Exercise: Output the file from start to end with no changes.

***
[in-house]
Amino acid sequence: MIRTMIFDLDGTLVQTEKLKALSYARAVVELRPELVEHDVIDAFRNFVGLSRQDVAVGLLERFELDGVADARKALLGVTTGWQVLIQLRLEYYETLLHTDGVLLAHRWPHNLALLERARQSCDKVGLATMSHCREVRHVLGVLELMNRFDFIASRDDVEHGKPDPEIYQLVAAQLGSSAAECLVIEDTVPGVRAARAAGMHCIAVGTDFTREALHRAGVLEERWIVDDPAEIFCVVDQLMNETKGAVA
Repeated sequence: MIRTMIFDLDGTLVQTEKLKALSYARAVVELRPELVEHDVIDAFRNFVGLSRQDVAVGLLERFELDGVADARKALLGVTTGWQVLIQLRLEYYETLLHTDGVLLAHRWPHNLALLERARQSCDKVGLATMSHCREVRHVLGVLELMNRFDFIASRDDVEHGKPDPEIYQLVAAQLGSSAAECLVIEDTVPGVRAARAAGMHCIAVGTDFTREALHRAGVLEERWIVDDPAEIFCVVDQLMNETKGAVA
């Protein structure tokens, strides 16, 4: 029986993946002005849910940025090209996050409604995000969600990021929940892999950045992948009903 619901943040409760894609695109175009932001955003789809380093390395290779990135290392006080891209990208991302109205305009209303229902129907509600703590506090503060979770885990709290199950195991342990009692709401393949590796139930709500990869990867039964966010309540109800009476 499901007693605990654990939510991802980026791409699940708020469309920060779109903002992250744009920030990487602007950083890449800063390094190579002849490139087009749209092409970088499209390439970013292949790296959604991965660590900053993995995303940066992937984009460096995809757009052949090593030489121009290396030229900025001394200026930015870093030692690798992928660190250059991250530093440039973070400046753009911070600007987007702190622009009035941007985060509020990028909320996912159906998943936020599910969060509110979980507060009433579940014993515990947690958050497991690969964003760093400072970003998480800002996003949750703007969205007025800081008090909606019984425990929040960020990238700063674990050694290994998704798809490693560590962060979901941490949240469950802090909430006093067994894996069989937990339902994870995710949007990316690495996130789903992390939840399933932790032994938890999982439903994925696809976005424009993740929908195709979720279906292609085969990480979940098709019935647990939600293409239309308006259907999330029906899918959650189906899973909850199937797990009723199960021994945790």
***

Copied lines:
[in-house]
Amino acid sequence: MIRTMIFDLDGTLVQTEKLKALSYARAVVELRPELVEHDVIDAFRNFVGLSRQDVAVGLLERFELDGVADARKALLGVTTGWQVLIQLRLEYYETLLHTDGVLLAHRWPHNLALLERARQSCDKVGLATMSHCREVRHVLGVLELMNRFDFIASRDDVEHGKPDPEIYQLVAAQLGSSAAECLVIEDTVPGVRAARAAGMHCIAVGTDFTREALHRAGVLEERWIVDDPAEIFCVVDQLMNETKGAVA
Repeated sequence: MIRTMIFDLDGTLVQTEKLKALSYARAVVELRPELVEHDVIDAFRNFVGLSRQDVAVGLLERFELDGVADARKALLGVTTGWQVLIQLRLEYYETLLHTDGVLLAHRWPHNLALLERARQSCDKVGLATMSHCREVRHVLGVLELMNRFDFIASRDDVEHGKPDPEIYQLVAAQLGSSAAECLVIEDTVPGVRAARAAGMHCIAVGTDFTREALHRAGVLEERWIVDDPAEIFCVVDQLMNETKGAVA
């Protein structure tokens, strides 16, 4: 029986993946002005849910940025090209996050409604995000969600990021929940892999950045992948009903 619901943040409760894609695109175009932001955003789809380093390395290779990135290392006080891209990208991302109205305009209303229902129907509600703590506090503060979770885990709290199950195991342990009692709401393949590796139930709500990869990867039964966010309540109800009476 499901007693605990654990939510991802980026791409699940708020469309920060779109903002992250744009920030990487602007950083890449800063390094190579002849490139087009749209092409970088499209390439970013292949790296959604991965660590900053993995995303940066992937984009460096995809757009052949090593030489121009290396030229900025001394200026930015870093030692690798992928660190250059991250530093440039973070400046753009911070600007987007702190622009009035941007985060509020990028909320996912159906998943936020599910969060509110979980507060009433579940014993515990947690958050497991690969964003760093400072970003998480800002996003949750703007969205007025800081008090909606019984425990929040960020990238700063674990050694290994998704798809490693560590962060979901941490949240469950802090909430006093067994894996069989937990339902994870995710949007990316690495996130789903992390939840399933932790032994938890999982439903994925696809976005424009993740929908195709979720279906292609085969990480979940098709019935647990939600293409239309308006259907999330029906899918959650189906899973909850199937797990009723199960021994945790």